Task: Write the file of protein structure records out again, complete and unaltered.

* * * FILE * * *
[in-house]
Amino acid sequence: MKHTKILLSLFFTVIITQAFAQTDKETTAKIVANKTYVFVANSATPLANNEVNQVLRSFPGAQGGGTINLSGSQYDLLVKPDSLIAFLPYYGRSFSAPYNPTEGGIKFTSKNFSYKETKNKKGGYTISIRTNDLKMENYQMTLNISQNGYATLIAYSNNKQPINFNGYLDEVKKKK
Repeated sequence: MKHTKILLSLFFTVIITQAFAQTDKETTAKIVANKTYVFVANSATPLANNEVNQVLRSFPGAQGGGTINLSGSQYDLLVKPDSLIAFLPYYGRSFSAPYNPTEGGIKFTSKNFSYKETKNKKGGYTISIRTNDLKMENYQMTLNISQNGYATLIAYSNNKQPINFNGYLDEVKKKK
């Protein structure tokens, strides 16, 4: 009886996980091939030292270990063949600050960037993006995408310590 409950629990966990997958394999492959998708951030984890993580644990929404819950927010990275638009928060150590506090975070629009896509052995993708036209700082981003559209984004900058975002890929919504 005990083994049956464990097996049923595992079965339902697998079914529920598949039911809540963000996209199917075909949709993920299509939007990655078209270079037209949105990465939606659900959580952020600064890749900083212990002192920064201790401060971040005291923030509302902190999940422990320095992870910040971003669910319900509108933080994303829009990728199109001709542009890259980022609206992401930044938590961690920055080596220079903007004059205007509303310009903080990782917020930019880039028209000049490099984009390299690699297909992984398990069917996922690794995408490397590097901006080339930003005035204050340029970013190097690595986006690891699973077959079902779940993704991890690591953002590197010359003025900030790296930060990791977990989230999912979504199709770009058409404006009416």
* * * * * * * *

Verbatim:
[in-house]
Amino acid sequence: MKHTKILLSLFFTVIITQAFAQTDKETTAKIVANKTYVFVANSATPLANNEVNQVLRSFPGAQGGGTINLSGSQYDLLVKPDSLIAFLPYYGRSFSAPYNPTEGGIKFTSKNFSYKETKNKKGGYTISIRTNDLKMENYQMTLNISQNGYATLIAYSNNKQPINFNGYLDEVKKKK
Repeated sequence: MKHTKILLSLFFTVIITQAFAQTDKETTAKIVANKTYVFVANSATPLANNEVNQVLRSFPGAQGGGTINLSGSQYDLLVKPDSLIAFLPYYGRSFSAPYNPTEGGIKFTSKNFSYKETKNKKGGYTISIRTNDLKMENYQMTLNISQNGYATLIAYSNNKQPINFNGYLDEVKKKK
């Protein structure tokens, strides 16, 4: 009886996980091939030292270990063949600050960037993006995408310590 409950629990966990997958394999492959998708951030984890993580644990929404819950927010990275638009928060150590506090975070629009896509052995993708036209700082981003559209984004900058975002890929919504 005990083994049956464990097996049923595992079965339902697998079914529920598949039911809540963000996209199917075909949709993920299509939007990655078209270079037209949105990465939606659900959580952020600064890749900083212990002192920064201790401060971040005291923030509302902190999940422990320095992870910040971003669910319900509108933080994303829009990728199109001709542009890259980022609206992401930044938590961690920055080596220079903007004059205007509303310009903080990782917020930019880039028209000049490099984009390299690699297909992984398990069917996922690794995408490397590097901006080339930003005035204050340029970013190097690595986006690891699973077959079902779940993704991890690591953002590197010359003025900030790296930060990791977990989230999912979504199709770009058409404006009416």